I have SBMA, age 60, 75 percent disabled at this point. I guess we are fortunate that we do not die early from SBMA. However, one could conclude that experiencing the progression of ALS symptoms for 30-plus years is a mixed blessing. Perhaps … the Mayo Clinic doctor could re-think the … research, to better reflect the SBMA community’s situation. A useful statistic that could have been developed … to identify the seriousness of the SBMA experience [might be] the level of disability at death. Another may be the percentage of patients with a given level of disability, at a given age, with a given marker score (CAG repeats) … Hopefully we will come to understand that SBMA is not such a big deal, as your article implies!

Bob Heitzman
San Luis Obispo, Calif.

Editor’s note: Quest’s "Research Updates" reports on reputable research into diseases covered by MDA, regardless of the findings. The Mayo Clinic SBMA study was first published in the scientific journal Neurology. Below is the response of the corresponding author to the concerns raised by the writers:

We acknowledge that the clinical experience in SBMA differs widely among those affected. Some remain minimally affected while others suffer substantial neurological deficits. We are not intending to minimize the substantial effects this disorder has on some. Our study does demonstrate that overall survival is nearly as good as normal age-matched controls.

As mentioned, all our surviving patients had some disability and the range of disability was wide. However, many of the patients remained ambulatory and living independently with this diagnosis. There is no question that patients with SBMA suffer limitations that can be significant, particularly later in the disease. Our objective was not to discredit this fact, but rather to focus on the positive aspects of this neurodegenerative disorder, particularly in comparison to similar disorders such as ALS (which this condition is frequently mistaken for). I apologize if our paper has been distressing to some of those affected by SBMA.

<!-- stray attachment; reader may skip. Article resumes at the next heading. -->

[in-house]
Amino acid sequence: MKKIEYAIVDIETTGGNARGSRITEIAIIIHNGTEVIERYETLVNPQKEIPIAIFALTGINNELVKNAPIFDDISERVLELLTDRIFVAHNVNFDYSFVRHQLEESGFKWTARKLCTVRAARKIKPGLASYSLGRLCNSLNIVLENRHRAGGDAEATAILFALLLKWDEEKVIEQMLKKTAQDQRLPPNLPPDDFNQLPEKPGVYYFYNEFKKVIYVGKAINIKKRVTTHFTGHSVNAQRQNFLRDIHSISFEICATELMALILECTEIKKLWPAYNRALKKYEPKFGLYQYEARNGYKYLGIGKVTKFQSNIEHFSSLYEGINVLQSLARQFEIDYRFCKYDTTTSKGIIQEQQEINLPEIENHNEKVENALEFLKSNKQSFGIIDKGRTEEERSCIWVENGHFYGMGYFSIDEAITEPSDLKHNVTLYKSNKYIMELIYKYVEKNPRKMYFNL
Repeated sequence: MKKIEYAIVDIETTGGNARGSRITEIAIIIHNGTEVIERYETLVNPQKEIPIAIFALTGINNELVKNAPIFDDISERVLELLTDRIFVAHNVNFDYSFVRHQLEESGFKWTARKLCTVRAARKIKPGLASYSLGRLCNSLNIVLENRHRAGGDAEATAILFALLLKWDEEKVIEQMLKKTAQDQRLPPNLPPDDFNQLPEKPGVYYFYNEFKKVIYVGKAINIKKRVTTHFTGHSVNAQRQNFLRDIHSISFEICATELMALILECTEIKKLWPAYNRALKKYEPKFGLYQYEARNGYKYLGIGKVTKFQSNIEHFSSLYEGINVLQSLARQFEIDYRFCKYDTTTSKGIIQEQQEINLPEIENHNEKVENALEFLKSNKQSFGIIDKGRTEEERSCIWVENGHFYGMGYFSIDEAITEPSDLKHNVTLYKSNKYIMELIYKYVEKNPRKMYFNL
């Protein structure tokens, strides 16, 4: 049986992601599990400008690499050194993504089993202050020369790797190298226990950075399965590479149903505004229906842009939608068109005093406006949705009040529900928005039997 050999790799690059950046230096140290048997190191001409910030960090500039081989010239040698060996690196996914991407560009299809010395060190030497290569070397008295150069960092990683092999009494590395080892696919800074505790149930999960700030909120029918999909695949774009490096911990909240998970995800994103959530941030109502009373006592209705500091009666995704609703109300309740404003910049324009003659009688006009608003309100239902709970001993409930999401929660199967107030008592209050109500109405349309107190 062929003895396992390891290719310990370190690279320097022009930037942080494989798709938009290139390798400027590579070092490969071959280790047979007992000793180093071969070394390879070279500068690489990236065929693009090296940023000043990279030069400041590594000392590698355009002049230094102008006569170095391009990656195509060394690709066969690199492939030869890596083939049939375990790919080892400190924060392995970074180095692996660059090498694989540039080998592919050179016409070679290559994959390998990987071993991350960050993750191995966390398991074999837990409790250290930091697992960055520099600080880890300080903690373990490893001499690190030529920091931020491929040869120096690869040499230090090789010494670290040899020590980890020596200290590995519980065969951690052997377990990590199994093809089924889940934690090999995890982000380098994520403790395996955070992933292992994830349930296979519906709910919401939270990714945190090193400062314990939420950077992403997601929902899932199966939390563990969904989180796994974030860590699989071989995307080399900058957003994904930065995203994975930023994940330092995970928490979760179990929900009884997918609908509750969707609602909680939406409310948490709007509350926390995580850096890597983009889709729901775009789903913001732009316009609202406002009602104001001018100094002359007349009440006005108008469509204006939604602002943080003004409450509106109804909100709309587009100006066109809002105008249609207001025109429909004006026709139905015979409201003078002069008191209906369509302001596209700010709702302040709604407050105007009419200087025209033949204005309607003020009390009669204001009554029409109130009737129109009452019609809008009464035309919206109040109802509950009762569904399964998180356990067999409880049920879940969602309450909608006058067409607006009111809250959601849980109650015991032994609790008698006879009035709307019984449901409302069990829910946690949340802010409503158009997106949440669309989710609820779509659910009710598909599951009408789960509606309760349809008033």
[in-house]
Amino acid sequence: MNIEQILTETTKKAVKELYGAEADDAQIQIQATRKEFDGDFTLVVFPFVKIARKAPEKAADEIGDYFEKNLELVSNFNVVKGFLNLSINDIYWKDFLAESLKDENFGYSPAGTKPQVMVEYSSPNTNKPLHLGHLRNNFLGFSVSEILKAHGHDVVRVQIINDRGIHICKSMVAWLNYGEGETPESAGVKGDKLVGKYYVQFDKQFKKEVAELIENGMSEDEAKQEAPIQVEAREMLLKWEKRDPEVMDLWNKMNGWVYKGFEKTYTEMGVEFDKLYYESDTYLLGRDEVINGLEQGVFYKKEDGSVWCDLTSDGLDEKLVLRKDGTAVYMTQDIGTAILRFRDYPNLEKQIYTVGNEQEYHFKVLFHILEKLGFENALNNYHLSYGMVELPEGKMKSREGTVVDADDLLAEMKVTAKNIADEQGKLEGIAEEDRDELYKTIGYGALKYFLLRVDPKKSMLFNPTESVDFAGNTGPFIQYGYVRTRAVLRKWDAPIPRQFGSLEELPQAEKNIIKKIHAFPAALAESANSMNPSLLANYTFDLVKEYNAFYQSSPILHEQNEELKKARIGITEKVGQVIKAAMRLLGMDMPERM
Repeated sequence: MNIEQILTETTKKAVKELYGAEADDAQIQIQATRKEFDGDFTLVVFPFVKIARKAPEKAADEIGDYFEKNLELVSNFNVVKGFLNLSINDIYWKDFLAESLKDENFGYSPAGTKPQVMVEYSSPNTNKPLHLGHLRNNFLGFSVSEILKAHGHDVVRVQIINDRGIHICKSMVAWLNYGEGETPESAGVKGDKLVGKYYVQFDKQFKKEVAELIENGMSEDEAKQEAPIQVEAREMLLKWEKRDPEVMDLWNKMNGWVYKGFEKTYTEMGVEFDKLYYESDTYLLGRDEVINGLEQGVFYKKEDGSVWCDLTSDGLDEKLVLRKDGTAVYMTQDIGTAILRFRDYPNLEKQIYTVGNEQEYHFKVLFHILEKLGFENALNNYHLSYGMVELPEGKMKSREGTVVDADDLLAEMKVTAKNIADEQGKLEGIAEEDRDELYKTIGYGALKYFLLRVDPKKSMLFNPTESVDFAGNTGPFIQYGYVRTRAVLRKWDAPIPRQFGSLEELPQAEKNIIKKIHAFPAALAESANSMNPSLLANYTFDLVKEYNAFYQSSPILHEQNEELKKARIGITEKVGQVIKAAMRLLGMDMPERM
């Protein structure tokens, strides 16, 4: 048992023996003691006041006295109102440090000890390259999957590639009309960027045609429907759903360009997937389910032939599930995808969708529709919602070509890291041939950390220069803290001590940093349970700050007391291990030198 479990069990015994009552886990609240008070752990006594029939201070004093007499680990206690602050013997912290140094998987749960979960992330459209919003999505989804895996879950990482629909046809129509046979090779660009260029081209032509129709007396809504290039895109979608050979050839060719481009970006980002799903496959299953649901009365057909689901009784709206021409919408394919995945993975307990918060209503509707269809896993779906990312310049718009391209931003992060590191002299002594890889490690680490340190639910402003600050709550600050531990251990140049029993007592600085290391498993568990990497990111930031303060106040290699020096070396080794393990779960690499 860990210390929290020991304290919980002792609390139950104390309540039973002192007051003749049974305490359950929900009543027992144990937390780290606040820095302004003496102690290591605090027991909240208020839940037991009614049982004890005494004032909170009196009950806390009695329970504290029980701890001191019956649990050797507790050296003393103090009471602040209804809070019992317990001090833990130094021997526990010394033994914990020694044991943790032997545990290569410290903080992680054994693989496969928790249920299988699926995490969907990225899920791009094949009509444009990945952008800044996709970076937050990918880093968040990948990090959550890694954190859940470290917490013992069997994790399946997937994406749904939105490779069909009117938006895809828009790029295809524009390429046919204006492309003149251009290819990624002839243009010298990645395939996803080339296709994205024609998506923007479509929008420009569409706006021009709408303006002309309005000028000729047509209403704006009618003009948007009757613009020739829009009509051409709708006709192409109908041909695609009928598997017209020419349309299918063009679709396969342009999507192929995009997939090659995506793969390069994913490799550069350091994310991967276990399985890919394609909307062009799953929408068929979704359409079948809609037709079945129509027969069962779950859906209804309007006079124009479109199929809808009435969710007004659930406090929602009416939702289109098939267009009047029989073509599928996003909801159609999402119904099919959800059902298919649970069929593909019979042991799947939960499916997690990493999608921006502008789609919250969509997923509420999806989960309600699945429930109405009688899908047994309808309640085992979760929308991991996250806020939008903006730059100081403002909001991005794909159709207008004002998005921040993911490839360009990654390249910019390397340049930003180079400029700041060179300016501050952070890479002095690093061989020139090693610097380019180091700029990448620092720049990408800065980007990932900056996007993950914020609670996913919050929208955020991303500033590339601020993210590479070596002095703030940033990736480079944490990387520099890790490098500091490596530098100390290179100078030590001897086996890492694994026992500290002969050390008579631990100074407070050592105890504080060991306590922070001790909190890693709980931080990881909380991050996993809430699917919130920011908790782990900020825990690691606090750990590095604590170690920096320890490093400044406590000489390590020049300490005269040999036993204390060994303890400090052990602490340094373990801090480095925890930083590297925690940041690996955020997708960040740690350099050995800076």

Eric J. Sorenson, M.D.
Department of Neurology
Mayo Clinic

Rochester, Minn.

Thanks for the support

We would like to extend a warm and heartfelt thank you to all of the organizations and individuals that make the annual MDA summer camp possible. In particular, the Boucher Group continually supports families with neuromuscular diseases and plays an integral role in sending area children to MDA summer camp at no cost to our families in Southeastern Wisconsin.

The Boucher Group also extends their generosity to the parents of children at camp, hosting the annual “While the Kids are Away, the Parents will Play” Parents’ Night Out Party.

On behalf of all of the area families supported by the Muscular Dystrophy Association, we thank the Boucher Group and the community for your continued assistance and generosity.

Tod & Patti Riebow (parents of Kyle)
West Allis, Wis.

Go gaming!

I just wanted to say how happy I was to see the cover of my newest Quest magazine, talking about online gaming!

I have CMT and play Everquest II. I have played for several years and my main character is currently level 80 — the highest you can achieve in game at the moment. I love that in game I can run, jump, fight or whatever.

Thank you so much for letting others know about this fun world that can indeed create lifelong real-life friendships!

Marcy Able
Lancaster, Texas